You know, there tend to be some rare moments when you realize that despite having existed for quite a while, there are some Topless Robot lists we surprisingly haven’t gotten around to yet. I honestly thought we did a list of the best LucasArts games in the past, and while a search reveals The 10 Best Original LucasArts Adventure Characters and The 10 Best Sierra Adventure Games, I honestly can’t seem to find any record of a list solely devoted to LucasArts games. Huh…(by the way, if it turns out I’m wrong on this, feel free to correct me and smack me upside the head).
It honestly strikes me as odd, because given how many great games LucasArts has made beside the onslaught of Star Wars titles they’ve put out, which could fill out their own entire list here (and probably have), you’d think a list like that would be a pretty obvious addition to our various lineups of nerd trivia, but nope, not there. So to finally remedy this situation (and as a much-belated memorial for them being killed by the mouse earlier this year), here are ten of the greatest games LucasArts ever pumped out, and let us never forget the awesomeness they provided us over the years.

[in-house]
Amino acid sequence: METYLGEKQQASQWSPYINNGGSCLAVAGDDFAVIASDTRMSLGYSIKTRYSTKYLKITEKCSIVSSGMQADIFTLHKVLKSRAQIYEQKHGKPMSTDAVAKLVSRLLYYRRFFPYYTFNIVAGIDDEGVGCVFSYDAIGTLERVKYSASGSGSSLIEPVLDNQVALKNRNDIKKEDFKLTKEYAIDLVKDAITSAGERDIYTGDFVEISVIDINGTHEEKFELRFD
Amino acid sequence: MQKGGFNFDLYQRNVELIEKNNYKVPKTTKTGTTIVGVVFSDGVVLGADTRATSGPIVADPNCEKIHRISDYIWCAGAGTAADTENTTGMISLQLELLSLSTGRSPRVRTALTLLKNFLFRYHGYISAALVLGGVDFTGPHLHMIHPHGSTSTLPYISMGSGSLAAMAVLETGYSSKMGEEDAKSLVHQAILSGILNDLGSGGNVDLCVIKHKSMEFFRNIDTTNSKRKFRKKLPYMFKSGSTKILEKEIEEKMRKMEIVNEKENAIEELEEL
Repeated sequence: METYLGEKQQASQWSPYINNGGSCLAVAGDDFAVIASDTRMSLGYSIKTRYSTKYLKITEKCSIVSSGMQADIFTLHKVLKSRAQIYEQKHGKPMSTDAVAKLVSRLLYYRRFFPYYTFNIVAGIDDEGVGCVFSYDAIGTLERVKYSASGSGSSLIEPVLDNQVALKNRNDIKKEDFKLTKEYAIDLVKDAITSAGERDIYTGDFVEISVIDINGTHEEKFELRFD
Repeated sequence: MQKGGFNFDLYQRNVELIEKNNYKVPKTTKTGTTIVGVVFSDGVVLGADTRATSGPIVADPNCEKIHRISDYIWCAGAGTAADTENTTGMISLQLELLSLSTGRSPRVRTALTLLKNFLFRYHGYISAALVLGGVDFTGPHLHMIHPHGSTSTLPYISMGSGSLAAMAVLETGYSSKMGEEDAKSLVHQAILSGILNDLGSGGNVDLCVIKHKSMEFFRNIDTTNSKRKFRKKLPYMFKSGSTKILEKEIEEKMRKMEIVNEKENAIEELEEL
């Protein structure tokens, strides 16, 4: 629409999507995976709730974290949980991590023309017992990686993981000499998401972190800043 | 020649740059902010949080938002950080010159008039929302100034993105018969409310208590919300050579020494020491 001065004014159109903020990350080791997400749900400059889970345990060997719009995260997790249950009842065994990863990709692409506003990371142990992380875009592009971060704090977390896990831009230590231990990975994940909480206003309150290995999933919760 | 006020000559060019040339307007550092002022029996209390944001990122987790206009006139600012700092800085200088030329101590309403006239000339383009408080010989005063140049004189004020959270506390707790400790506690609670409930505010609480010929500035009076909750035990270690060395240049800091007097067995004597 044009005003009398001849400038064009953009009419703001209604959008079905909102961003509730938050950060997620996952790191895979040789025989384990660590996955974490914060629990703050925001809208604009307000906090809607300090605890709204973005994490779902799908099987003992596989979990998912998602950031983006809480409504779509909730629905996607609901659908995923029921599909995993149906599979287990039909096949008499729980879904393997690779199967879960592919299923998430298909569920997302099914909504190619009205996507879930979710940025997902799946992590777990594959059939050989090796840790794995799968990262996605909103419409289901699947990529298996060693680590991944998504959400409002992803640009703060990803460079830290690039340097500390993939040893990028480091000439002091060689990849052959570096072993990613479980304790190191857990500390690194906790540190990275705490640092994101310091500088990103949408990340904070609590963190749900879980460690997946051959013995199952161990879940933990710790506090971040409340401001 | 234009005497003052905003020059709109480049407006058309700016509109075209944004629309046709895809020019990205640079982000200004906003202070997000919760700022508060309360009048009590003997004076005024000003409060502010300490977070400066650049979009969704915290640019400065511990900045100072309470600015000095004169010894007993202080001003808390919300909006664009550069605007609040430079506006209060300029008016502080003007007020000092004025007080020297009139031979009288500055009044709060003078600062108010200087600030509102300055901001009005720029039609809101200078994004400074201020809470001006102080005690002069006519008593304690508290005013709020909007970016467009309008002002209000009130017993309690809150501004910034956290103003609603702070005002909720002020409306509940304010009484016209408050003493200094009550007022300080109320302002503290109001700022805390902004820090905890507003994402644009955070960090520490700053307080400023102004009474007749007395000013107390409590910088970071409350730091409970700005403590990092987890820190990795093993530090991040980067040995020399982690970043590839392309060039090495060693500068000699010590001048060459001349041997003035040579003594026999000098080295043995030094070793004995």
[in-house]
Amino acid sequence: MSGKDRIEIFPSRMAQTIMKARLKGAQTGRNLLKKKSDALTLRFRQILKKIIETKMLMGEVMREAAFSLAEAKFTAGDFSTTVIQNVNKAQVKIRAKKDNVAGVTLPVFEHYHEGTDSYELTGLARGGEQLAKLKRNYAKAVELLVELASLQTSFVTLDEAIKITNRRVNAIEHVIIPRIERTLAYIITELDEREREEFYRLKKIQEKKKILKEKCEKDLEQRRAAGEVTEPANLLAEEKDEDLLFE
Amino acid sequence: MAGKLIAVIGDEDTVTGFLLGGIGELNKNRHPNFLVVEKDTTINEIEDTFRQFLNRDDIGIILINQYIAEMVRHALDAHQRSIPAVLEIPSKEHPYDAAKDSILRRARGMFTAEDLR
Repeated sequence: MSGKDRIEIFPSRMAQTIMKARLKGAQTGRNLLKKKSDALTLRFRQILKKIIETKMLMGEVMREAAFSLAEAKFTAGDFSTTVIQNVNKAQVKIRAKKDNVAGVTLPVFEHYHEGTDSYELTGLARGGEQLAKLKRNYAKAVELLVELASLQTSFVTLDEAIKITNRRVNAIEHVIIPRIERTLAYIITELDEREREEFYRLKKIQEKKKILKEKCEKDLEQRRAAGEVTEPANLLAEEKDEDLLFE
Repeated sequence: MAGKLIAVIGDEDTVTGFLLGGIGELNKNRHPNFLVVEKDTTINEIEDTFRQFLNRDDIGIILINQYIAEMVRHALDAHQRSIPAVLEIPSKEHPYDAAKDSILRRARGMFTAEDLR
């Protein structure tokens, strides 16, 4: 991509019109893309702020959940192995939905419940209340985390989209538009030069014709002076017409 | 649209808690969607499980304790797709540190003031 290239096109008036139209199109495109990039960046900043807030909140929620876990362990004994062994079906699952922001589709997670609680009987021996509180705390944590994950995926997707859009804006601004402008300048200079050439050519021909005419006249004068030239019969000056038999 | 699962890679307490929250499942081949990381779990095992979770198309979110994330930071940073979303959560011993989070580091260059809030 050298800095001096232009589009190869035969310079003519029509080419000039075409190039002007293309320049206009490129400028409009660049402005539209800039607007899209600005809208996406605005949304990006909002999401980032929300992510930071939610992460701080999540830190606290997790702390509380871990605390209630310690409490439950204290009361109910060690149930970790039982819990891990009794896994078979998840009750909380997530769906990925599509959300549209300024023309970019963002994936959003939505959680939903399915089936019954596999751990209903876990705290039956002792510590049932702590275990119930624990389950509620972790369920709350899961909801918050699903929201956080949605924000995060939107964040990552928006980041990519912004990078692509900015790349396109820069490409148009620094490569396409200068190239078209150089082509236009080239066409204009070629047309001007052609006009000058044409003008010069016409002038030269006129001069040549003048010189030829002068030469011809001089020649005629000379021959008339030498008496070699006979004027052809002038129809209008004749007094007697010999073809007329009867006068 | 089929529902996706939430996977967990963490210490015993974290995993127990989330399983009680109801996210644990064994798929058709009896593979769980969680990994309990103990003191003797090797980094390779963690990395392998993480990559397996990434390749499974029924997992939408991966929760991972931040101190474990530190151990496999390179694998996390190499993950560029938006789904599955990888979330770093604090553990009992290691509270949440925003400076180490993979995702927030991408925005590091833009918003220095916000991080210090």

Honorable Mention: Armed and Dangerous
While Armed and Dangerous is definitely a terrific shooter with a great sense of humor, it was also the only game here that wasn’t developed by LucasArts – only published by them – so I felt I couldn’t include it in the top ten. That being said, though, this game is still notable for two things: One, being one of LucasArts’ best titles from 2000 and beyond, and two…
…It has the Land Shark Gun.
It’s a gun that shoots sharks. TUNNEL sharks. Sharks that pop up and devour your opponent. My god, how did we not have more of this? How did this not revolutionize the industry? Do you realize that I might’ve actually given a crap about the Gears of War games if they had included a shark gun? Armed and Dangerous is great game that sadly slipped through the cracks, but legacy it left with the Land Shark Gun will truly live on in our hearts forever…